From Rebecca Solnit’s Recollections of my Non Existence
“To be a young woman is to face your annihilation in innumerable ways ….” (p4)
“I was often unaware of what and why I was resisting ….” (p4)
Yes. Let’s not understate the value of having words for what we experience. The words ‘sexism’ and ‘misogyny’ didn’t always exist, so it was hard to identify, let alone talk about, what it was …
“The fight wasn’t just to survive bodily … but to survive as a person possessed of rights, including the right to participation and dignity and a voice.” (p4)
“… back when I was trying not to be that despised thing, a girl, and ….” (p6)
“sometimes at the birth and death of a day, the opal sky is no color we have words for, the gold shading into blue without the intervening green that is halfway between those colors, the fiery warm colors that are not apricot or crimson or god, the light morphing second by second so that the sky is more shades of blue than you can count as it fades from where the sun is to the far side where others color are happening.” (p7)
Best description of a sunset (in San Francisco) I’ve ever read!
“What is rape but an insistence that the spatial rights of a man, and by implication men, extend to the interior of a woman’s body …,” (p77-8)
“Most urban women, you know, live as though in a war zone….” (p98)
Yes. I’ve often said living as a woman in our society is like living in an occupied country. And men have no idea. Most men.
“There are three key things that matter in having a voice: audibility, credibility, and consequence. … Gender violence is made possible by this lack of audibility, credibility, and consequence.” p229, 231
"We License Plumbers and Pilots - Why Not Parents?"At Issue: Is Parenthood a Right or a Privilege? ed. Stefan Kiesbye (Greenhaven, 2009); Current Controversies: Child Abuse, ed. Lucinda Almond (Thomson/Gale, 2006); Seattle Post-Intelligencer (October 2004)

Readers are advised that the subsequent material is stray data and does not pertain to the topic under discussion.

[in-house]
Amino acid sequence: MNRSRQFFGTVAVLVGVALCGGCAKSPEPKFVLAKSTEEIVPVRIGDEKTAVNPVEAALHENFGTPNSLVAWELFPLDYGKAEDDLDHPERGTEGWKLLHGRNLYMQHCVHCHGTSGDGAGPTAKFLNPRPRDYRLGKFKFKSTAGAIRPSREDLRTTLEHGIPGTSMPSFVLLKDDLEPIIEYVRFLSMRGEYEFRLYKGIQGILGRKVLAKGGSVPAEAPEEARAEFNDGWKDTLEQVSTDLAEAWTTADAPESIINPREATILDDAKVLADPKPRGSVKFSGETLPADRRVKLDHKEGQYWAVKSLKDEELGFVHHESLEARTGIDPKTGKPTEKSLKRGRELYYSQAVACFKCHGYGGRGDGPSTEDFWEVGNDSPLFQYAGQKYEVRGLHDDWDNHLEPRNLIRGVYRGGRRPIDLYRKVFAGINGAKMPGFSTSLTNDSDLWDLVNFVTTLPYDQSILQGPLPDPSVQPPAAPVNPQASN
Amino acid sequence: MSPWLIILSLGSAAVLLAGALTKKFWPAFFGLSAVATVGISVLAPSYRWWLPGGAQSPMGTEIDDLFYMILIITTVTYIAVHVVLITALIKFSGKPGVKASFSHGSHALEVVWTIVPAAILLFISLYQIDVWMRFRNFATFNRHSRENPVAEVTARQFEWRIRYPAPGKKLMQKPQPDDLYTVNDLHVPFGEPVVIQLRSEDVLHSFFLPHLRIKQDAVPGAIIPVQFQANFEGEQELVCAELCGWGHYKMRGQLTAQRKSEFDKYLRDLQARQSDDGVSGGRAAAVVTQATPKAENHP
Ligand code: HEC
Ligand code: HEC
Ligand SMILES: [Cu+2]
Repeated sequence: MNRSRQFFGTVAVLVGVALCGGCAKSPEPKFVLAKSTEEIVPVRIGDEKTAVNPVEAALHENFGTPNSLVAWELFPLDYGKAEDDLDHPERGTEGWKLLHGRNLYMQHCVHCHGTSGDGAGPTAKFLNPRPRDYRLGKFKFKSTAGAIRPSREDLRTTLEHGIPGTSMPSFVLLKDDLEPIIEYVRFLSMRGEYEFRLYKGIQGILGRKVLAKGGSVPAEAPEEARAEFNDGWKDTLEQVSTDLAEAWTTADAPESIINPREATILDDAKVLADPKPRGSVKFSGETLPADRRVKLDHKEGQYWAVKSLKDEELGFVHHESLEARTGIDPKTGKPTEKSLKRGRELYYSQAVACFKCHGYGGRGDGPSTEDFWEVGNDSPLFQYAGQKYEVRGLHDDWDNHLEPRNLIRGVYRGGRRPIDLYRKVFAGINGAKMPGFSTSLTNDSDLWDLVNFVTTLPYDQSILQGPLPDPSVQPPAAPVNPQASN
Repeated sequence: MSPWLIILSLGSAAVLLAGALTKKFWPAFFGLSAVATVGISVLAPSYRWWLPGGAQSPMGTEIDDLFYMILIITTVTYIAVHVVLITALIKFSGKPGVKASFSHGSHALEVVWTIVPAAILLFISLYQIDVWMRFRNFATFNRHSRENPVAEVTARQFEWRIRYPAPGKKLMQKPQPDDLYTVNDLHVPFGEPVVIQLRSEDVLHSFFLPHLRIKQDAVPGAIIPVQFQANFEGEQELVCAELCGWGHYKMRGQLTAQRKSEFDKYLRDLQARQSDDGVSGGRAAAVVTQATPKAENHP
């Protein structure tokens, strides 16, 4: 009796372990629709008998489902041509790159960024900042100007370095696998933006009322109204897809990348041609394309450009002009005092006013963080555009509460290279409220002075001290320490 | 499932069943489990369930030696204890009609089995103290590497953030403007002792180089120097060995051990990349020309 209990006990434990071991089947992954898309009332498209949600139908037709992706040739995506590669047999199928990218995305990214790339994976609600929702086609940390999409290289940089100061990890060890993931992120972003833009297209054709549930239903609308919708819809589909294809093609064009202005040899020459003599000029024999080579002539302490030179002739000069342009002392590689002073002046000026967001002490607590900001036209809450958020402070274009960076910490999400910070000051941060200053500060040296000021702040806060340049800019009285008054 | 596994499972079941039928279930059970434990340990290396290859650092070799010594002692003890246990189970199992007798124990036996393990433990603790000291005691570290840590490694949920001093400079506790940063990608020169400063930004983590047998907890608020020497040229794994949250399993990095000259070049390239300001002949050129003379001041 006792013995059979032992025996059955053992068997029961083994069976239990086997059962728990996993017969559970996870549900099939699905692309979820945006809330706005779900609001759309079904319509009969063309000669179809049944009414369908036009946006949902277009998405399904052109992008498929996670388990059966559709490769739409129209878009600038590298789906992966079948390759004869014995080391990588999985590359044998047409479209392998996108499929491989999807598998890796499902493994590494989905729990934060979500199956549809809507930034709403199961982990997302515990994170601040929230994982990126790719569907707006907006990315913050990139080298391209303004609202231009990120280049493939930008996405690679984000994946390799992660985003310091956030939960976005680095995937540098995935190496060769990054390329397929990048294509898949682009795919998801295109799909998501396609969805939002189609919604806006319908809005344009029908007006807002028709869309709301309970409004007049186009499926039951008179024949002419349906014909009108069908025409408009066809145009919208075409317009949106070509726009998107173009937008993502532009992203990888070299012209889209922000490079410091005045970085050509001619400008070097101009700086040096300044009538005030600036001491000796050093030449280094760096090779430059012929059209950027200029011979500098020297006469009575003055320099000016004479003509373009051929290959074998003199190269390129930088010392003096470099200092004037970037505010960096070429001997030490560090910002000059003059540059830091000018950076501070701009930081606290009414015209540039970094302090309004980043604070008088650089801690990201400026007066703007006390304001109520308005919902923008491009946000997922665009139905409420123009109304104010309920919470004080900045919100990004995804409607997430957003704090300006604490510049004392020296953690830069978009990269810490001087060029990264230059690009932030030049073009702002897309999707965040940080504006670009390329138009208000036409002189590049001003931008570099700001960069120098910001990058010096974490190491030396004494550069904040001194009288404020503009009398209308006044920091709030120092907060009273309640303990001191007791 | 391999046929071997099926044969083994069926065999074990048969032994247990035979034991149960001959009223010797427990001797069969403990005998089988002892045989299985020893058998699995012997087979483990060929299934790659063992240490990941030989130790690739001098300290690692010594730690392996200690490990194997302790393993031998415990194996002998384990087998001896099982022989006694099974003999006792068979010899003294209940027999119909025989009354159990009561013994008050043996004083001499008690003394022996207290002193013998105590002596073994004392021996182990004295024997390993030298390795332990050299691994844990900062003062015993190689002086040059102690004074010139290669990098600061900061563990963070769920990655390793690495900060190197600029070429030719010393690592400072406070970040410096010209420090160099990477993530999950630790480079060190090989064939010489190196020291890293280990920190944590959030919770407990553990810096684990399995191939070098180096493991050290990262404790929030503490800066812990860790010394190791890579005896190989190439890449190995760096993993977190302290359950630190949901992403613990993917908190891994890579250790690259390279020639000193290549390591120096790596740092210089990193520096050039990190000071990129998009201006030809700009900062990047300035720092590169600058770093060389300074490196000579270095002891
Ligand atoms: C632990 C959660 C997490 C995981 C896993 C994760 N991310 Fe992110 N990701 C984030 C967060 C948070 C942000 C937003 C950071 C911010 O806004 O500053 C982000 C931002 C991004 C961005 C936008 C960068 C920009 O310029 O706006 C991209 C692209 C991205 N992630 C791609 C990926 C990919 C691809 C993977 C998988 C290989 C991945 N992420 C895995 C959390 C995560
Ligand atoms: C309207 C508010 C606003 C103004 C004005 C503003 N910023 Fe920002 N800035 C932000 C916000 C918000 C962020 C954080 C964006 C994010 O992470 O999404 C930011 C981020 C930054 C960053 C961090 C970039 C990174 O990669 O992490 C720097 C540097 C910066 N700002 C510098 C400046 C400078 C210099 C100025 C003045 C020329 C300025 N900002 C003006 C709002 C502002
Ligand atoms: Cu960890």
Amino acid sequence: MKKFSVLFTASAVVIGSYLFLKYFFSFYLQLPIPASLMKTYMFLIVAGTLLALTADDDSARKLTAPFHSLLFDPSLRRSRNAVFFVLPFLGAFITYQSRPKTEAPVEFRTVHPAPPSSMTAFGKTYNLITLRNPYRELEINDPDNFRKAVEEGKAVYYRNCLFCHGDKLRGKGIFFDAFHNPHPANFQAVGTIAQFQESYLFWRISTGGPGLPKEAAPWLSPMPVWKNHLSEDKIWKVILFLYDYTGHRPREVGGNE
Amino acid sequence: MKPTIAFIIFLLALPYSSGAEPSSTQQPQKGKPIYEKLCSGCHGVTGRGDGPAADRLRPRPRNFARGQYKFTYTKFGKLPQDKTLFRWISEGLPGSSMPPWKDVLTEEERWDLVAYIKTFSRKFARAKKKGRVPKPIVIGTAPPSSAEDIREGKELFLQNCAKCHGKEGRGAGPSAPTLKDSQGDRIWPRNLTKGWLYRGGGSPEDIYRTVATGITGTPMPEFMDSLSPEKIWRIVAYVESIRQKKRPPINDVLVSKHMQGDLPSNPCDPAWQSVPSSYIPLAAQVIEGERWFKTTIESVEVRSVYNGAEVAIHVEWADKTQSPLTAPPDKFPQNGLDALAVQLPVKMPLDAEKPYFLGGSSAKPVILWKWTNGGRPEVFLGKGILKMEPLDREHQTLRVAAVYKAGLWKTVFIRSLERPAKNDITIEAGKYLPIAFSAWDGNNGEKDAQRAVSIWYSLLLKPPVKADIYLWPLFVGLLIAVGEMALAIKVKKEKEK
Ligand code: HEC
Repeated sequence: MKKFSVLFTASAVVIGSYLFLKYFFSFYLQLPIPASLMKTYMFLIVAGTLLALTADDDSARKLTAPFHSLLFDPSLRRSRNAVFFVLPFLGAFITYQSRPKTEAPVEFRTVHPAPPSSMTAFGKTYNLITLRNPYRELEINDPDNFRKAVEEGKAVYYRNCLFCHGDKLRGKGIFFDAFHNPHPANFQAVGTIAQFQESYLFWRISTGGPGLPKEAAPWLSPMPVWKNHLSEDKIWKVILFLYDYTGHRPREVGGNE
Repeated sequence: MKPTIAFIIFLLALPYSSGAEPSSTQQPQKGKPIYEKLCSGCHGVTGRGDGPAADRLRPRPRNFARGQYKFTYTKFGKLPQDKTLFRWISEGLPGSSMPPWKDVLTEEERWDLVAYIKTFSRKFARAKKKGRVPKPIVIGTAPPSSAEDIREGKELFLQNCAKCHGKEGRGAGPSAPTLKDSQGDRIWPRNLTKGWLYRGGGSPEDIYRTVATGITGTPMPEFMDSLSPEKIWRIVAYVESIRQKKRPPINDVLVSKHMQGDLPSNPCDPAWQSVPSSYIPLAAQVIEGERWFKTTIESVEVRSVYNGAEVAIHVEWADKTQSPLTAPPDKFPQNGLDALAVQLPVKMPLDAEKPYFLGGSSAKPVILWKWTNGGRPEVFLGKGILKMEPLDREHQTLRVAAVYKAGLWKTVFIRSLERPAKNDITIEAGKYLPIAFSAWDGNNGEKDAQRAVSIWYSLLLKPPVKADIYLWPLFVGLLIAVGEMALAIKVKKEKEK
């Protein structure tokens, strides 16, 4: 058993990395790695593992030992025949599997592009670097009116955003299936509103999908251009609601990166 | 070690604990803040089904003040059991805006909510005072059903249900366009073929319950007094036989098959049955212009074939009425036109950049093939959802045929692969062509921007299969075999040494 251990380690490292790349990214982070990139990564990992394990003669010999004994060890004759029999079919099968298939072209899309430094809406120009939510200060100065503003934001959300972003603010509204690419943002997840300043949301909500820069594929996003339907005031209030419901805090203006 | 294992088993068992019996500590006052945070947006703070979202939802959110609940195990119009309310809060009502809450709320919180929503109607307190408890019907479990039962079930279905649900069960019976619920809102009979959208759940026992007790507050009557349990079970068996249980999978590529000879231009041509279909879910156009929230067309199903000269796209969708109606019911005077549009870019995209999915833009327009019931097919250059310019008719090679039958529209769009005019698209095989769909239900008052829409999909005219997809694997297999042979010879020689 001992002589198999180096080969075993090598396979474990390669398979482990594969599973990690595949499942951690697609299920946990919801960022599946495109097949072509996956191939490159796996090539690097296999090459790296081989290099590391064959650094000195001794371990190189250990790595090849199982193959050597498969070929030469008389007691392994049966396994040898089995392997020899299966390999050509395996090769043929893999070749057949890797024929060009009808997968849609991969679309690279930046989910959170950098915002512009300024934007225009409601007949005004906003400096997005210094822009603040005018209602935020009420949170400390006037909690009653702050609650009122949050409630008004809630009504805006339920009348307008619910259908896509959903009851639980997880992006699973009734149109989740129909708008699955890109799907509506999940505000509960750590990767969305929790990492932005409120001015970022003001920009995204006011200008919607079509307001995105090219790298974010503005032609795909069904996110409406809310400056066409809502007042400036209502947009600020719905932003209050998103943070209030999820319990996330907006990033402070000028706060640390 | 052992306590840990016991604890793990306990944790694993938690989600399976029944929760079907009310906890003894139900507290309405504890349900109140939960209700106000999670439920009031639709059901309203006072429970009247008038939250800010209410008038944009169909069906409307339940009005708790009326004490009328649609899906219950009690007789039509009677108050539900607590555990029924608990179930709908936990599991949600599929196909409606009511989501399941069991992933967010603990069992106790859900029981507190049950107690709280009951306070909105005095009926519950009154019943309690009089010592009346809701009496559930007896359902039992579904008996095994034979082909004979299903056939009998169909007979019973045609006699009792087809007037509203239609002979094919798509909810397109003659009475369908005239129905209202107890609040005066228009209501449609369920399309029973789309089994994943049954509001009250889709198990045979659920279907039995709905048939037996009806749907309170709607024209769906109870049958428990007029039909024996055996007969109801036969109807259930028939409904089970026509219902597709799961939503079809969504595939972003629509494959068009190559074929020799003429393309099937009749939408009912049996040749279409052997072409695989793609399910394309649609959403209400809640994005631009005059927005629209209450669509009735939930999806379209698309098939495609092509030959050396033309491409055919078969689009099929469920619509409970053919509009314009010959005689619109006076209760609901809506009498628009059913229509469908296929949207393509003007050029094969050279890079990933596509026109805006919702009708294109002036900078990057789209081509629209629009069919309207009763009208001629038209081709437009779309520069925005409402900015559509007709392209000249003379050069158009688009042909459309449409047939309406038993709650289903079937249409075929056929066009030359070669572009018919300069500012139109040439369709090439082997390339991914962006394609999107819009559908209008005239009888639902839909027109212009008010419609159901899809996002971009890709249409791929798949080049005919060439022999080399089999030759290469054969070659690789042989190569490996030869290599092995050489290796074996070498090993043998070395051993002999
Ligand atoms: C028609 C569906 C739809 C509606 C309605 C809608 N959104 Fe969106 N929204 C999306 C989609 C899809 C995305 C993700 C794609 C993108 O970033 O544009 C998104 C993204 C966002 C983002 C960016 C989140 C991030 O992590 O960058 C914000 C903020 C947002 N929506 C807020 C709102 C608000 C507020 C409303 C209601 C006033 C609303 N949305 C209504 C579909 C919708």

ImpactAn extended confrontation between a sexual assault victim and her assailants, as part of an imagined slightly revised court process, in order to understand why they did what they did and, on that basis, to make a recommendation to the court regarding sentence does not go … as expected.
What Happened to TomTom, like many men, assumes that since pregnancy is a natural part of being a woman, it’s no big deal: a woman finds herself pregnant, she does or does not go through with it, end of story. But then …
Aiding the EnemyWhen Private Ann Jones faces execution for “aiding the enemy,” she points to American weapons manufacturers who sell to whatever country is in the market.
Bang BangWhen a young boy playing “Cops and Robbers” jumps out at a man passing by, the man shoots him, thinking the boy’s toy gun is real. Who’s to blame?
ForeseeableAn awful choice in a time of war. Whose choice was it really?
Exile (full-length drama) Finalist, WriteMovies; Quarterfinalist, Fade-In.
LJ lives in a U . S. of A., with a new Three Strikes Law: first crime, rehab; second crime, prison; third crime, you’re simply kicked out – permanently exiled to a designated remote area, to fend for yourself without the benefits of society. At least he used to live in that new U. S. of A. He’s just committed his third crime.
What Happened to Tom (full-length drama) Semifinalist, Moondance.
This guy wakes up to find his body’s been hijacked and turned into a human kidney dialysis machine – for nine months.
Aiding the Enemy (short drama 15min)
When Private Ann Jones faces execution for “aiding the enemy,” she points to American weapons manufacturers who sell to whatever country is in the market.
Bang Bang (short drama 30min) Finalist, Gimme Credit; Quarter-finalist, American Gem.
When a young boy playing “Cops and Robbers” jumps out at a man passing by, the man shoots him, thinking the boy’s toy gun is real. Who’s to blame?
Foreseeable (short drama 30min)
An awful choice in a time of war. Whose choice was it really?
Minding Our Own Business A collection of skits (including “The Price is Not Quite Right,” “Singin’ in the (Acid) Rain,” “Adverse Reactions,” “The Band-Aid Solution,” and “See Jane. See Dick.”) with a not-so-subtle environmental message